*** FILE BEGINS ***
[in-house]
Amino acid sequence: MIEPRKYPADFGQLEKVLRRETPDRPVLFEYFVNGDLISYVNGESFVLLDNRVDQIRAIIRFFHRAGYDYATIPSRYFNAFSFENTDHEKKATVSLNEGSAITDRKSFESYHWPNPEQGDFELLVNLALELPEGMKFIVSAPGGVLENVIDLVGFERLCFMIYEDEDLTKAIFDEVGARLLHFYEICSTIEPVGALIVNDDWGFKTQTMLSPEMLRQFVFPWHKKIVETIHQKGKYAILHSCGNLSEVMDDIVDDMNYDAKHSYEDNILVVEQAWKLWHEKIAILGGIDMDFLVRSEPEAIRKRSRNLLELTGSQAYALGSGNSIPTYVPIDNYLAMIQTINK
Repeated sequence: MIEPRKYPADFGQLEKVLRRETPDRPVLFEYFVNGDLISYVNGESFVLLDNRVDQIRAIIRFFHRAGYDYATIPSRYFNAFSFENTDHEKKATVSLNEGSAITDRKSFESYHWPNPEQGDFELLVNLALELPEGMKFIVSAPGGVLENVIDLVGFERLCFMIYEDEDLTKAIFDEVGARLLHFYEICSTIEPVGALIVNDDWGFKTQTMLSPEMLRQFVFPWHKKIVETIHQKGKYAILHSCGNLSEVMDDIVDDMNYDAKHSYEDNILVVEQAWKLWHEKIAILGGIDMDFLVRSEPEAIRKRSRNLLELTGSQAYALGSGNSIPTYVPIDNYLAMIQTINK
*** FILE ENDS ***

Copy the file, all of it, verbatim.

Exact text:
[in-house]
Amino acid sequence: MIEPRKYPADFGQLEKVLRRETPDRPVLFEYFVNGDLISYVNGESFVLLDNRVDQIRAIIRFFHRAGYDYATIPSRYFNAFSFENTDHEKKATVSLNEGSAITDRKSFESYHWPNPEQGDFELLVNLALELPEGMKFIVSAPGGVLENVIDLVGFERLCFMIYEDEDLTKAIFDEVGARLLHFYEICSTIEPVGALIVNDDWGFKTQTMLSPEMLRQFVFPWHKKIVETIHQKGKYAILHSCGNLSEVMDDIVDDMNYDAKHSYEDNILVVEQAWKLWHEKIAILGGIDMDFLVRSEPEAIRKRSRNLLELTGSQAYALGSGNSIPTYVPIDNYLAMIQTINK
Repeated sequence: MIEPRKYPADFGQLEKVLRRETPDRPVLFEYFVNGDLISYVNGESFVLLDNRVDQIRAIIRFFHRAGYDYATIPSRYFNAFSFENTDHEKKATVSLNEGSAITDRKSFESYHWPNPEQGDFELLVNLALELPEGMKFIVSAPGGVLENVIDLVGFERLCFMIYEDEDLTKAIFDEVGARLLHFYEICSTIEPVGALIVNDDWGFKTQTMLSPEMLRQFVFPWHKKIVETIHQKGKYAILHSCGNLSEVMDDIVDDMNYDAKHSYEDNILVVEQAWKLWHEKIAILGGIDMDFLVRSEPEAIRKRSRNLLELTGSQAYALGSGNSIPTYVPIDNYLAMIQTINK